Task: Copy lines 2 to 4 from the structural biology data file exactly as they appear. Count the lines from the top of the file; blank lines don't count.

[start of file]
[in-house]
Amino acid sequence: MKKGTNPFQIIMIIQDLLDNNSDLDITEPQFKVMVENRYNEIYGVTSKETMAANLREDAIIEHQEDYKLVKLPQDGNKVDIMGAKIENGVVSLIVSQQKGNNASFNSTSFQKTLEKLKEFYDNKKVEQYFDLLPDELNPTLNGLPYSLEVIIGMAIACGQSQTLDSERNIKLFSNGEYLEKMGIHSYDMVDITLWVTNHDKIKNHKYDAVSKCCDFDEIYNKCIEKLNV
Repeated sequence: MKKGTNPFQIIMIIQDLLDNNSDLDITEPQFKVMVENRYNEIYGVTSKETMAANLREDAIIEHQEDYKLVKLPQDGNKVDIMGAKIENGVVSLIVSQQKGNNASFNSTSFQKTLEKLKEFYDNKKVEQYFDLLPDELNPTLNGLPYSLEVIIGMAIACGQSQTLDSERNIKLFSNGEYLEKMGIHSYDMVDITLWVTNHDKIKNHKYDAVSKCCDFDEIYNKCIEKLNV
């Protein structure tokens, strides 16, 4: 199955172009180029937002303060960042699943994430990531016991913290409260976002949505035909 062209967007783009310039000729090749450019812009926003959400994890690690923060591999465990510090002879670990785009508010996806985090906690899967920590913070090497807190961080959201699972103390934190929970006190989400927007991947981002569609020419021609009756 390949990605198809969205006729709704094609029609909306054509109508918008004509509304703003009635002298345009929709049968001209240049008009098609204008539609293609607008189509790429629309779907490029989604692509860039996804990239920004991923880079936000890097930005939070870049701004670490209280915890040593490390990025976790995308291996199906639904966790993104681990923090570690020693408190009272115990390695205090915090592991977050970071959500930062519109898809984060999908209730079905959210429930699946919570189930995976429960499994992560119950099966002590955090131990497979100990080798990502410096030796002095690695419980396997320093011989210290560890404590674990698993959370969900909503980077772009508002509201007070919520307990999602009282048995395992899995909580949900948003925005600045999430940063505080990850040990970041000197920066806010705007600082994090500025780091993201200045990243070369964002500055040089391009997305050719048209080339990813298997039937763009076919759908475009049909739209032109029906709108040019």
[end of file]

Amino acid sequence: MKKGTNPFQIIMIIQDLLDNNSDLDITEPQFKVMVENRYNEIYGVTSKETMAANLREDAIIEHQEDYKLVKLPQDGNKVDIMGAKIENGVVSLIVSQQKGNNASFNSTSFQKTLEKLKEFYDNKKVEQYFDLLPDELNPTLNGLPYSLEVIIGMAIACGQSQTLDSERNIKLFSNGEYLEKMGIHSYDMVDITLWVTNHDKIKNHKYDAVSKCCDFDEIYNKCIEKLNV
Repeated sequence: MKKGTNPFQIIMIIQDLLDNNSDLDITEPQFKVMVENRYNEIYGVTSKETMAANLREDAIIEHQEDYKLVKLPQDGNKVDIMGAKIENGVVSLIVSQQKGNNASFNSTSFQKTLEKLKEFYDNKKVEQYFDLLPDELNPTLNGLPYSLEVIIGMAIACGQSQTLDSERNIKLFSNGEYLEKMGIHSYDMVDITLWVTNHDKIKNHKYDAVSKCCDFDEIYNKCIEKLNV
């Protein structure tokens, strides 16, 4: 199955172009180029937002303060960042699943994430990531016991913290409260976002949505035909 062209967007783009310039000729090749450019812009926003959400994890690690923060591999465990510090002879670990785009508010996806985090906690899967920590913070090497807190961080959201699972103390934190929970006190989400927007991947981002569609020419021609009756 390949990605198809969205006729709704094609029609909306054509109508918008004509509304703003009635002298345009929709049968001209240049008009098609204008539609293609607008189509790429629309779907490029989604692509860039996804990239920004991923880079936000890097930005939070870049701004670490209280915890040593490390990025976790995308291996199906639904966790993104681990923090570690020693408190009272115990390695205090915090592991977050970071959500930062519109898809984060999908209730079905959210429930699946919570189930995976429960499994992560119950099966002590955090131990497979100990080798990502410096030796002095690695419980396997320093011989210290560890404590674990698993959370969900909503980077772009508002509201007070919520307990999602009282048995395992899995909580949900948003925005600045999430940063505080990850040990970041000197920066806010705007600082994090500025780091993201200045990243070369964002500055040089391009997305050719048209080339990813298997039937763009076919759908475009049909739209032109029906709108040019």